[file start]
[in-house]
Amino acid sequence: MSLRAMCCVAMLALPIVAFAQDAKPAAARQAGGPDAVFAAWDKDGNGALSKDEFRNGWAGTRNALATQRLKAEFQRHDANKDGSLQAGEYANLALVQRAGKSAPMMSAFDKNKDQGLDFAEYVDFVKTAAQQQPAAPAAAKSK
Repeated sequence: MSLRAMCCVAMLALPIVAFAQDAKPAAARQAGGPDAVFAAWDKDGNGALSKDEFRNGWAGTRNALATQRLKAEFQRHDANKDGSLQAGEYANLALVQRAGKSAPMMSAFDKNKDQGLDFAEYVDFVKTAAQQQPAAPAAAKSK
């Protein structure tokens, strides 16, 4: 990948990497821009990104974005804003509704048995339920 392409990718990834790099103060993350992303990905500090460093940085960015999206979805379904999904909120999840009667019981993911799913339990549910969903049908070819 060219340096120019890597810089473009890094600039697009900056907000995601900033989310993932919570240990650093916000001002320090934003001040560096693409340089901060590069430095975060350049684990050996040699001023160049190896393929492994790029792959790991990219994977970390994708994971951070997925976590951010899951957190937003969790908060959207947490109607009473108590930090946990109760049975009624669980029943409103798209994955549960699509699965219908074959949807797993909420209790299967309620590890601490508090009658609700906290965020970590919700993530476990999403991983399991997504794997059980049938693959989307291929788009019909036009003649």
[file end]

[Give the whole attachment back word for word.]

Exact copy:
[in-house]
Amino acid sequence: MSLRAMCCVAMLALPIVAFAQDAKPAAARQAGGPDAVFAAWDKDGNGALSKDEFRNGWAGTRNALATQRLKAEFQRHDANKDGSLQAGEYANLALVQRAGKSAPMMSAFDKNKDQGLDFAEYVDFVKTAAQQQPAAPAAAKSK
Repeated sequence: MSLRAMCCVAMLALPIVAFAQDAKPAAARQAGGPDAVFAAWDKDGNGALSKDEFRNGWAGTRNALATQRLKAEFQRHDANKDGSLQAGEYANLALVQRAGKSAPMMSAFDKNKDQGLDFAEYVDFVKTAAQQQPAAPAAAKSK
């Protein structure tokens, strides 16, 4: 990948990497821009990104974005804003509704048995339920 392409990718990834790099103060993350992303990905500090460093940085960015999206979805379904999904909120999840009667019981993911799913339990549910969903049908070819 060219340096120019890597810089473009890094600039697009900056907000995601900033989310993932919570240990650093916000001002320090934003001040560096693409340089901060590069430095975060350049684990050996040699001023160049190896393929492994790029792959790991990219994977970390994708994971951070997925976590951010899951957190937003969790908060959207947490109607009473108590930090946990109760049975009624669980029943409103798209994955549960699509699965219908074959949807797993909420209790299967309620590890601490508090009658609700906290965020970590919700993530476990999403991983399991997504794997059980049938693959989307291929788009019909036009003649």